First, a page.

I started going back to the City of London after 2008, aiming my camera at the fall-out issues following the biggest financial crash of the post-war era. But while all of us out in the real economy suffered, the actual financial centre itself underwent a huge construction boom, and as with so many other economic crisis, this latest bust never hit share prices. Instead, money kept on pouring into big developments all over the Square Mile, and with the politicians from all sides in favour of ever – bigger skyscrapers, new glass palaces to corporate capitalism have been springing up all over the city in the last 10-15 years – with names like the Walkie-Talkie and the Cheese-Grater.
When I started going back to the area on a regular basis – this time as a street photographer rather than a photojournalist – I would sometimes get lost, unable to recognise the landmarks I became familiar with back in the 80’s and early 90’s. Nowadays, I love nothing more than hitting the streets with my one, small camera body and lens, pitting my wits against the human activity around me. I try at the same time to look towards graphic, strongly-lit scenes – pockets of light, and light reflections from windows hitting walls and pavements below, as figures, shadows and silhouettes mingle with each other in the streets.
There’s another thing that has changed in the Square Mile – The erosion of public space. Public spaces have been bought up by companies that own the new developments that have sprung up. It’s every street photographer’s hazard as he/she has to stand there explaining themselves, itching to get away for fear of missing some serendipitous scene playing itself out somewhere nearby. Being told you aren’t allowed to take pictures in a privately owned area is frustrating when you see city workers and tourists waving their phones about and capturing themselves and everything around them without any fuss.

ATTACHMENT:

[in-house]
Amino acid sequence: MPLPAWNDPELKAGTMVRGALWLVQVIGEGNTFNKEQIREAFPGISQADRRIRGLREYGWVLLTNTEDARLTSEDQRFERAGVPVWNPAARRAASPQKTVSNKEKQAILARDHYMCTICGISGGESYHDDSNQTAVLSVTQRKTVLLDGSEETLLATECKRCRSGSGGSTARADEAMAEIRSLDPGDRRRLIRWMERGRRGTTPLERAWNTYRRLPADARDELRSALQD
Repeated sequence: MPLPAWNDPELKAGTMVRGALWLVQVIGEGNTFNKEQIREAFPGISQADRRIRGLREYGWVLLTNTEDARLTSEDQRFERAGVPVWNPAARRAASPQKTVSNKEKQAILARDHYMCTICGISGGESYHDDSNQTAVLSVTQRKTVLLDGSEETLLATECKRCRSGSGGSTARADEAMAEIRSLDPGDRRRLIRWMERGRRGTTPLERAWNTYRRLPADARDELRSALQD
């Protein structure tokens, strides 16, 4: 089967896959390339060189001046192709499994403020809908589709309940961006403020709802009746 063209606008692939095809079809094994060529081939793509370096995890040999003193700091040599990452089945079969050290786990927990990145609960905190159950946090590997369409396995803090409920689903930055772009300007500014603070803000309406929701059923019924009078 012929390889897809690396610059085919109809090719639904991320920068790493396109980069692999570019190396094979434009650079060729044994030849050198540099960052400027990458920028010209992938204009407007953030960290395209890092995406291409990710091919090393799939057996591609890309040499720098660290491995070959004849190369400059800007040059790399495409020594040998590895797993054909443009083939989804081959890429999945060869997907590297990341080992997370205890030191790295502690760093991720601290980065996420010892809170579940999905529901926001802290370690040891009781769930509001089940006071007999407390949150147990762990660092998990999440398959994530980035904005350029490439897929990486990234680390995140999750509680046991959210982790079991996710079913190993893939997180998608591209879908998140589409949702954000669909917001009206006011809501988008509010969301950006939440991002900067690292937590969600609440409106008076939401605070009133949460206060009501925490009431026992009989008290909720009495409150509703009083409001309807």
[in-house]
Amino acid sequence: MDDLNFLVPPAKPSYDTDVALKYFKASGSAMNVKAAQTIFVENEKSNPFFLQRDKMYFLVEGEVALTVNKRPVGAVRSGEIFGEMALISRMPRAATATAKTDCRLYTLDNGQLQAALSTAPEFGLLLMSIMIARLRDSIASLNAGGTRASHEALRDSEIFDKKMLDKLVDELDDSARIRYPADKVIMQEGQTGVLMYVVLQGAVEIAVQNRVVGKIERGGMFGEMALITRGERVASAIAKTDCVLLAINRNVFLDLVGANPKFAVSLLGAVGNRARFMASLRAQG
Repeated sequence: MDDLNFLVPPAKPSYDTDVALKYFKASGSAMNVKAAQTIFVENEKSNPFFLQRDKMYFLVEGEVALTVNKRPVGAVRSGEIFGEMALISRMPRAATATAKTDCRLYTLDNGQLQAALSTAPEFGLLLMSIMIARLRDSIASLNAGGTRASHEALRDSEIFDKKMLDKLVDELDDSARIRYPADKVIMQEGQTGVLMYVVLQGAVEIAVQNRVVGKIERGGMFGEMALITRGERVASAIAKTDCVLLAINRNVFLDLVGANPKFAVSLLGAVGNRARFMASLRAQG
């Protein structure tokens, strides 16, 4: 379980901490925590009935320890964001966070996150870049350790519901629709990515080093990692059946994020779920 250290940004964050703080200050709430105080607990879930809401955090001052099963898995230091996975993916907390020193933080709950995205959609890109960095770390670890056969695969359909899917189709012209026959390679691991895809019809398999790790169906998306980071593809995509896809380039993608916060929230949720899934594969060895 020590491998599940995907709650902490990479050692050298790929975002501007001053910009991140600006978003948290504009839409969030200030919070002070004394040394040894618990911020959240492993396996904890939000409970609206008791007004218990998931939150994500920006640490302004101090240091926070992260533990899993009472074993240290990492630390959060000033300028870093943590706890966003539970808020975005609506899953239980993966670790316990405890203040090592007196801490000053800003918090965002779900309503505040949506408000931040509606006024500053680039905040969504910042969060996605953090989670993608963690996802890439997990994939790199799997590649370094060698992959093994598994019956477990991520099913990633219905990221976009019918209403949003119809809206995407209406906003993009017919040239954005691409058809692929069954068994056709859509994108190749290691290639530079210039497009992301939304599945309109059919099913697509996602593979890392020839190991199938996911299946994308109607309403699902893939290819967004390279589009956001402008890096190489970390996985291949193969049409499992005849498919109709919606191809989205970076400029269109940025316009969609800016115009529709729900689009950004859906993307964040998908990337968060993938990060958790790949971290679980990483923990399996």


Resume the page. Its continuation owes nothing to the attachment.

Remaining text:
They say nothing stands still in the City – this most dynamic of places. But although the financial centre has largely danced to its own tune, despite everything that has been happening in the real world as a result of the City’s own boom and bust ways, things are now happening to the City of London that it cannot control. It survived the Banking crisis of 2008 and maybe Brexit won’t hit as hard, but the Covid crisis and lockdown has accelerated trends that have been unfolding for some time.
Nowadays I love nothing more than hitting the streets with my one small camera body and lens, pitting my wits against the human activity around me.
The swanky bars and restaurants that were once banking halls and trading floors, and the luxury apartments built alongside the glass skyscrapers (making the city look more like downtown Houston) during the construction boom of the 2000’s, might soon be mostly empty as supply still exceeds demand. Increasing use of digital technology means there is a long-term reduction in people going to work, with the devastating effect that has on the service sector that relies on all those city workers. This potential unravelling of urban life, means that the glass palaces of corporate capitalism are hollowing out. They are becoming white elephants.
As I walk around this summer, the Square Mile increasingly feels to me like it’s in a coma caused by Covid. And with people still staying away, working from home, will it ever wake up? No doubt the City will re-invent itself somehow, but while I don’t miss its dysfunctional behaviour, I do miss its busy streets.